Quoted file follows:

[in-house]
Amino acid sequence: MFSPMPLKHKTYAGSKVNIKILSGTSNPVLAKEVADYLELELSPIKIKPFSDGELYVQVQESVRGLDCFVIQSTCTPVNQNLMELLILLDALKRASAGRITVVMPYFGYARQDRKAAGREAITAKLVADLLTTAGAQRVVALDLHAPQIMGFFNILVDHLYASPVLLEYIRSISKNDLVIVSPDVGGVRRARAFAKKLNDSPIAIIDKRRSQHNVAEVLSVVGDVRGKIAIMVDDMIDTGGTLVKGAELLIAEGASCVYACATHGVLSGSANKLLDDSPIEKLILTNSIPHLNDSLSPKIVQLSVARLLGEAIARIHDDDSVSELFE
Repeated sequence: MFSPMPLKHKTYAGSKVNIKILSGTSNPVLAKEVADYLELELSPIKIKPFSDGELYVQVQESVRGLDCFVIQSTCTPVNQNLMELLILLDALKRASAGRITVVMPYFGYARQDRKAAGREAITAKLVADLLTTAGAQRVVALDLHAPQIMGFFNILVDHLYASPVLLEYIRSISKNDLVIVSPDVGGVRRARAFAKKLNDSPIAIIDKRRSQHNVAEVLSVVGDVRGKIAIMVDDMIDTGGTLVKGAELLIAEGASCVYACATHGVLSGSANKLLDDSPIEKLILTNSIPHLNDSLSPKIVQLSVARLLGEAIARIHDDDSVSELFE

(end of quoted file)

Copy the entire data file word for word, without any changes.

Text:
[in-house]
Amino acid sequence: MFSPMPLKHKTYAGSKVNIKILSGTSNPVLAKEVADYLELELSPIKIKPFSDGELYVQVQESVRGLDCFVIQSTCTPVNQNLMELLILLDALKRASAGRITVVMPYFGYARQDRKAAGREAITAKLVADLLTTAGAQRVVALDLHAPQIMGFFNILVDHLYASPVLLEYIRSISKNDLVIVSPDVGGVRRARAFAKKLNDSPIAIIDKRRSQHNVAEVLSVVGDVRGKIAIMVDDMIDTGGTLVKGAELLIAEGASCVYACATHGVLSGSANKLLDDSPIEKLILTNSIPHLNDSLSPKIVQLSVARLLGEAIARIHDDDSVSELFE
Repeated sequence: MFSPMPLKHKTYAGSKVNIKILSGTSNPVLAKEVADYLELELSPIKIKPFSDGELYVQVQESVRGLDCFVIQSTCTPVNQNLMELLILLDALKRASAGRITVVMPYFGYARQDRKAAGREAITAKLVADLLTTAGAQRVVALDLHAPQIMGFFNILVDHLYASPVLLEYIRSISKNDLVIVSPDVGGVRRARAFAKKLNDSPIAIIDKRRSQHNVAEVLSVVGDVRGKIAIMVDDMIDTGGTLVKGAELLIAEGASCVYACATHGVLSGSANKLLDDSPIEKLILTNSIPHLNDSLSPKIVQLSVARLLGEAIARIHDDDSVSELFE